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Can a class-action lawsuit be too sprawling to deliver old-fashioned justice?

| Apr 28, 2011 | Firm News

The New York Times has a thoughtful piece on the Dukes v. WalMart Stores, Inc. case following oral argument in the United States Supreme Court – see article here.  I wrote about some of the issues and players in this case earlier in my tilting at windmills post.

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The question in today’s post’s headline is the key issue.

I have pursued a lot of discrimination cases, including gender discrimination and Equal Pay Act cases.  None were class actions. And in each case, the pursuit of justice was an individual matter based on that person’s set of circumstances.

I am intrigued by the comments by Justice Scalia.  Is mass produced justice on the scale of the Wal Mart plaintiffs’ class real justice for each plaintiff?  Or even for most plaintiffs?

According to Samuel Issacharoff, a law professor at New York University, “You need to have mechanisms of enforcement that correspond to the scale of the economic activity.”   WalMart’s alleged discrimination is on an enormous scale.  The reality is that the litigation burden would be overwhelming if each and every plaintiff were required to pursue her own claims against this employer all across the nation.  Overwhelming for each plaintiff to take on the nation’s largest employer.  And overwhelming for the courts.  Maybe even overwhelming for WalMart.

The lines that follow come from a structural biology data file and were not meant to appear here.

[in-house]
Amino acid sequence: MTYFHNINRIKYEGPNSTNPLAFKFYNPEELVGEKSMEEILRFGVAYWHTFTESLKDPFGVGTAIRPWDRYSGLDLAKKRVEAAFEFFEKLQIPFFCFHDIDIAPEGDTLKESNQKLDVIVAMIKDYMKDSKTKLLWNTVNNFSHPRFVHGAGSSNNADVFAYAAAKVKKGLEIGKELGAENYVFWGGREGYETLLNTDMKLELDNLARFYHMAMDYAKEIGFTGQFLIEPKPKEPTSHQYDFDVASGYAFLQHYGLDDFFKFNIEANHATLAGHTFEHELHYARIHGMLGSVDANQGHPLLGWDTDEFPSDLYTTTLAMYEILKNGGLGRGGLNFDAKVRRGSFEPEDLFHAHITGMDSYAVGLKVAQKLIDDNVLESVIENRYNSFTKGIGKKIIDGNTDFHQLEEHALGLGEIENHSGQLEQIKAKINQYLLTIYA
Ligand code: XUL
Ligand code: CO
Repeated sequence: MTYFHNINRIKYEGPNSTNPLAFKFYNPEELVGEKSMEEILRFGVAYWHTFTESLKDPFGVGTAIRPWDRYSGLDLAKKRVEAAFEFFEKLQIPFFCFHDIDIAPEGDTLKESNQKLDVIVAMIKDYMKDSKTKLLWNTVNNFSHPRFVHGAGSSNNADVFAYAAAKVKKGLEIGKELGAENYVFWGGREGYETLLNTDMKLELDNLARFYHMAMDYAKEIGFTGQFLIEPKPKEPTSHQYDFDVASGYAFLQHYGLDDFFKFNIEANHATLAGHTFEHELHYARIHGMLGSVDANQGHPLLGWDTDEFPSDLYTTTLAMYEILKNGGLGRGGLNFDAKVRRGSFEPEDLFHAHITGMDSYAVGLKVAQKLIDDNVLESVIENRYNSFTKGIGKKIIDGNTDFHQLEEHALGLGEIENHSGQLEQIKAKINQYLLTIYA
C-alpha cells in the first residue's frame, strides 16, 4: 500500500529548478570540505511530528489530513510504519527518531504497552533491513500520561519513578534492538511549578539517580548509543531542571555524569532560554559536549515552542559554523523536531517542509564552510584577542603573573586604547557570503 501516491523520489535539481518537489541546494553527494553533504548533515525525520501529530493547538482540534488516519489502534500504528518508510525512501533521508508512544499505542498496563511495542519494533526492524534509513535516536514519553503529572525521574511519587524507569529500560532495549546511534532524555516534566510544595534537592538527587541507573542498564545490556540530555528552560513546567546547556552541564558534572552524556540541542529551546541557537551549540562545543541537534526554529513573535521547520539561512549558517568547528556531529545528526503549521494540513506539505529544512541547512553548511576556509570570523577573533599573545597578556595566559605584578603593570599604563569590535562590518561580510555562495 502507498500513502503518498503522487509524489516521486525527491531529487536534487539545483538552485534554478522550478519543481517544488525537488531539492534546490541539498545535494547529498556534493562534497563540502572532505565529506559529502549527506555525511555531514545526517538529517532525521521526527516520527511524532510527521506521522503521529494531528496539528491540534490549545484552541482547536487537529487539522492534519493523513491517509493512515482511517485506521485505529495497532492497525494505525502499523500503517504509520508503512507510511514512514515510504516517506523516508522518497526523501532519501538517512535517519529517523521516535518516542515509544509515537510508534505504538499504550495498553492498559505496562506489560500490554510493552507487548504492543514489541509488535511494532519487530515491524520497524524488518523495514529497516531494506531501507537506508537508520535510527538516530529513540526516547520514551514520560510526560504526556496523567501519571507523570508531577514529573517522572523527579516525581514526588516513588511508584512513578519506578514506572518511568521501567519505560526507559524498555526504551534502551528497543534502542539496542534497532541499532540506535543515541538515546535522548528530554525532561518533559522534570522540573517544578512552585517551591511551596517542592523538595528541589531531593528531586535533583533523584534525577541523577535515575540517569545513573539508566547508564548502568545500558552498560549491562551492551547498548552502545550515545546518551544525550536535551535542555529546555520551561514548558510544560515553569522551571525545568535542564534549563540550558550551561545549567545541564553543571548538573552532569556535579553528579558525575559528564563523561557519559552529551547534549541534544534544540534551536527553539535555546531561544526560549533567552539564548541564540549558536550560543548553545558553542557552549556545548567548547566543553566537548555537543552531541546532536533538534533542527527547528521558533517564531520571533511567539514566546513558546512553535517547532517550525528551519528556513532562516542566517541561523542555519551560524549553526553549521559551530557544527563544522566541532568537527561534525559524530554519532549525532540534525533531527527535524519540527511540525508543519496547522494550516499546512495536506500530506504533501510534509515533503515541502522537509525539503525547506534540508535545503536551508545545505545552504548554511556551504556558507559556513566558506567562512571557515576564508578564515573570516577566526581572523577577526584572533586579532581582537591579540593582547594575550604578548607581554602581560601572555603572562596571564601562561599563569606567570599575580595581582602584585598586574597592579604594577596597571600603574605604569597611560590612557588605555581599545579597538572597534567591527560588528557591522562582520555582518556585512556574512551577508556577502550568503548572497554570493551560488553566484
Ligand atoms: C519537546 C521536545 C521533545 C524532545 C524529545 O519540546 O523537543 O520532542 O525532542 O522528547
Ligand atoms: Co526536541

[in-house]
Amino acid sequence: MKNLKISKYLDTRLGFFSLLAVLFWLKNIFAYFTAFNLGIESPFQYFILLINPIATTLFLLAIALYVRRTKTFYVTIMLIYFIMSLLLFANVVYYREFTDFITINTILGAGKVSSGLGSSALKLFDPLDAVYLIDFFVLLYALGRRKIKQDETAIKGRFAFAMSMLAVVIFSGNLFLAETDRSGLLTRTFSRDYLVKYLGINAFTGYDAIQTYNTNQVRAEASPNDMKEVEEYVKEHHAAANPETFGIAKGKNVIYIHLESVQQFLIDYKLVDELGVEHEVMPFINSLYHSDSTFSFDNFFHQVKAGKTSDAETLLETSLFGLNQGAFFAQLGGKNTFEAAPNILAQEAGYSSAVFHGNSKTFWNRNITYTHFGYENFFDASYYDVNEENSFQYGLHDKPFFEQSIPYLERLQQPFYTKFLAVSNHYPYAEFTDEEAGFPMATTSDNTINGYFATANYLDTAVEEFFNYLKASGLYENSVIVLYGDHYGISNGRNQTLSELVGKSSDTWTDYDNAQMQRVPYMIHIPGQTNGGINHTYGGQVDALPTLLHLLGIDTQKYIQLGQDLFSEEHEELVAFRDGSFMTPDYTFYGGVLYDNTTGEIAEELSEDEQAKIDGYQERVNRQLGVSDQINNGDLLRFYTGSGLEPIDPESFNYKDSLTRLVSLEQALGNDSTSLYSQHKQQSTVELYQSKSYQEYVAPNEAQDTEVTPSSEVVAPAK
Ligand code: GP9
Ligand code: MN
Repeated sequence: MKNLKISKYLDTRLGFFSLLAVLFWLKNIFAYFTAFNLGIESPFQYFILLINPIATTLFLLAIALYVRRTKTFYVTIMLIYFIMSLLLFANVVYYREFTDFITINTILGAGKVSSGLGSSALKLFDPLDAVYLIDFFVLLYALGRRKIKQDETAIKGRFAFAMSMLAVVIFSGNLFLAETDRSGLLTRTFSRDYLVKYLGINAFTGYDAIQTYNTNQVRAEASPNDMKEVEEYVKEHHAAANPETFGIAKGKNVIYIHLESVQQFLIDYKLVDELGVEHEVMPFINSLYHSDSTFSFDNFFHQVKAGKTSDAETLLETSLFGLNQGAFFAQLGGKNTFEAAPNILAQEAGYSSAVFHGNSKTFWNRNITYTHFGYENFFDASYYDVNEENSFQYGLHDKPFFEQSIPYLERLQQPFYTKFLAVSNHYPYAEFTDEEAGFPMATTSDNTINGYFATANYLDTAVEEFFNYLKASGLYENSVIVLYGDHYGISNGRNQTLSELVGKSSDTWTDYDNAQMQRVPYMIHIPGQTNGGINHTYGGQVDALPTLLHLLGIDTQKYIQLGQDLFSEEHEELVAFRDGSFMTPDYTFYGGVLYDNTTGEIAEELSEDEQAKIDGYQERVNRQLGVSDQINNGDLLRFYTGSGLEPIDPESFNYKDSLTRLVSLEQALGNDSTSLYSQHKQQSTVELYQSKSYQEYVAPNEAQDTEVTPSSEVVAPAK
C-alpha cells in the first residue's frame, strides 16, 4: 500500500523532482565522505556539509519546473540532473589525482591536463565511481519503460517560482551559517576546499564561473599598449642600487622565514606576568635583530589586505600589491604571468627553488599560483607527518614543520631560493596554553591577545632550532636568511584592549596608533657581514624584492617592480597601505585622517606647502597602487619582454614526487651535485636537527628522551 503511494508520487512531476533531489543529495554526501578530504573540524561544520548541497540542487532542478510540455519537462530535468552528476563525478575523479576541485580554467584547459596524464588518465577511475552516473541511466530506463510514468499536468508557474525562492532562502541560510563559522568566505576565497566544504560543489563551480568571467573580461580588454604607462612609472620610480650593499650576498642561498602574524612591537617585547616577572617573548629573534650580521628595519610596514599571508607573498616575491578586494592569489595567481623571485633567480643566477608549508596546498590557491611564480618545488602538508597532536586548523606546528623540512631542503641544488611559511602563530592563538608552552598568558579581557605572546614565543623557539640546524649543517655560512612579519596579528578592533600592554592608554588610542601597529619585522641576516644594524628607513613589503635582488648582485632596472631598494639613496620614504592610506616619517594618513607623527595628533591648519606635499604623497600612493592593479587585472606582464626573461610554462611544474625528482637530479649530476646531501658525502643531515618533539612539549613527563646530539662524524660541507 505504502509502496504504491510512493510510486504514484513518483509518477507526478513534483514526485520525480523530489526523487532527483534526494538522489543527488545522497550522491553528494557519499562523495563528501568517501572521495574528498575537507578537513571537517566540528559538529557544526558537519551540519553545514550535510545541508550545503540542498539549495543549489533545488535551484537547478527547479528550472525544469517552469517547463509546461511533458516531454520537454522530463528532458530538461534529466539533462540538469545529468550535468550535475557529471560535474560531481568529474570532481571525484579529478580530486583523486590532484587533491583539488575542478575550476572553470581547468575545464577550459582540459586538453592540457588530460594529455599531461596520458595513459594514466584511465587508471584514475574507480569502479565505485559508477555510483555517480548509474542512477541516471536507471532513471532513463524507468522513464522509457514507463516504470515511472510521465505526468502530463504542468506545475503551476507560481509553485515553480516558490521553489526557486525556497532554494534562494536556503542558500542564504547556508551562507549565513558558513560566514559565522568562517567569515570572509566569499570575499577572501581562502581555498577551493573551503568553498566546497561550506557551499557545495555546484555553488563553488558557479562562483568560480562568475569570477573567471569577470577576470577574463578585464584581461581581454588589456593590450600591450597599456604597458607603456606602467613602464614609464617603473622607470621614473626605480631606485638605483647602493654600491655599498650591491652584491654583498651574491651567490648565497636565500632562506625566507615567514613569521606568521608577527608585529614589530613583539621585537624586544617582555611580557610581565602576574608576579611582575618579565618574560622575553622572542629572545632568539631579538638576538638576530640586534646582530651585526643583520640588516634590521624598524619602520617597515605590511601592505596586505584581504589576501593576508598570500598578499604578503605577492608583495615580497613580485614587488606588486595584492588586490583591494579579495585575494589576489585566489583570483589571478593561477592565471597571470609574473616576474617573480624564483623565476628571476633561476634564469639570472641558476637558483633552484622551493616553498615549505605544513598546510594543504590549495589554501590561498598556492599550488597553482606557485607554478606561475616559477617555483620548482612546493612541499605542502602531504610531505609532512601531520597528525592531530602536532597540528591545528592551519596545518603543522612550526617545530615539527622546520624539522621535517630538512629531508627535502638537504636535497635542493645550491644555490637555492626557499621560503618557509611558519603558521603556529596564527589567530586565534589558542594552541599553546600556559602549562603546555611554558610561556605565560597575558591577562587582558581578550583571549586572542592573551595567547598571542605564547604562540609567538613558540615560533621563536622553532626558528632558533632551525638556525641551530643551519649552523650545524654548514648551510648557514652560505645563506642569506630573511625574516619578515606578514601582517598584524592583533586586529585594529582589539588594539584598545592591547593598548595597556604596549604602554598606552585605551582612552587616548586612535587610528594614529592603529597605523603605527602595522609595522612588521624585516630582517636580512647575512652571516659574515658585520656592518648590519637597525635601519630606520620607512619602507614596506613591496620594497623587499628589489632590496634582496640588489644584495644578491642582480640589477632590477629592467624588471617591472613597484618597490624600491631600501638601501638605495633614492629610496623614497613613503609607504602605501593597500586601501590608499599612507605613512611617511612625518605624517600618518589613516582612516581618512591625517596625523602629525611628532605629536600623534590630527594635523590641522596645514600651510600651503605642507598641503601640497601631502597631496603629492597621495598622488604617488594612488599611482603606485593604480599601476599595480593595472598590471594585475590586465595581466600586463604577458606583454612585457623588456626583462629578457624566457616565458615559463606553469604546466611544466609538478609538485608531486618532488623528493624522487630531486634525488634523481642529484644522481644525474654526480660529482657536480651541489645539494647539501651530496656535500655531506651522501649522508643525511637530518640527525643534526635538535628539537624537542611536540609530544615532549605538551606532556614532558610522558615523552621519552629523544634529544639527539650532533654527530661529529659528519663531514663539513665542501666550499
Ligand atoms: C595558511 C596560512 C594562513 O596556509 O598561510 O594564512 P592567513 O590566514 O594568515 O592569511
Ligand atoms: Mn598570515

As another commentator says, it’s a balance between fairness and efficiency.  Few doubt that there is a wrong done here that needs to be fixed.  What is the best way to fix it?

I wonder if the United States Supreme Court will have an answer.